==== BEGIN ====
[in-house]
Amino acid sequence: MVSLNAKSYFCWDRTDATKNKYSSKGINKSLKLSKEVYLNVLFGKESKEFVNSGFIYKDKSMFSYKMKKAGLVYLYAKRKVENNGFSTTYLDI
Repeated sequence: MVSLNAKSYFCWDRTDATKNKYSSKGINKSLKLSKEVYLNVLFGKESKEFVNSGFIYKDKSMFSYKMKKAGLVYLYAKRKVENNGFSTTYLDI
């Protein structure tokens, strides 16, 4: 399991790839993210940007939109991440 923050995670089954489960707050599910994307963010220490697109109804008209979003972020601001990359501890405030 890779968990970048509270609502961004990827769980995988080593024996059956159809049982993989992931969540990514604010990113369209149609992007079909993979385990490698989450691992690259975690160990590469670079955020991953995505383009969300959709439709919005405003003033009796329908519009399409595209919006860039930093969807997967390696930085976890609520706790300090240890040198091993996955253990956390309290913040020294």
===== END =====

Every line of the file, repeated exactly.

[in-house]
Amino acid sequence: MVSLNAKSYFCWDRTDATKNKYSSKGINKSLKLSKEVYLNVLFGKESKEFVNSGFIYKDKSMFSYKMKKAGLVYLYAKRKVENNGFSTTYLDI
Repeated sequence: MVSLNAKSYFCWDRTDATKNKYSSKGINKSLKLSKEVYLNVLFGKESKEFVNSGFIYKDKSMFSYKMKKAGLVYLYAKRKVENNGFSTTYLDI
């Protein structure tokens, strides 16, 4: 399991790839993210940007939109991440 923050995670089954489960707050599910994307963010220490697109109804008209979003972020601001990359501890405030 890779968990970048509270609502961004990827769980995988080593024996059956159809049982993989992931969540990514604010990113369209149609992007079909993979385990490698989450691992690259975690160990590469670079955020991953995505383009969300959709439709919005405003003033009796329908519009399409595209919006860039930093969807997967390696930085976890609520706790300090240890040198091993996955253990956390309290913040020294």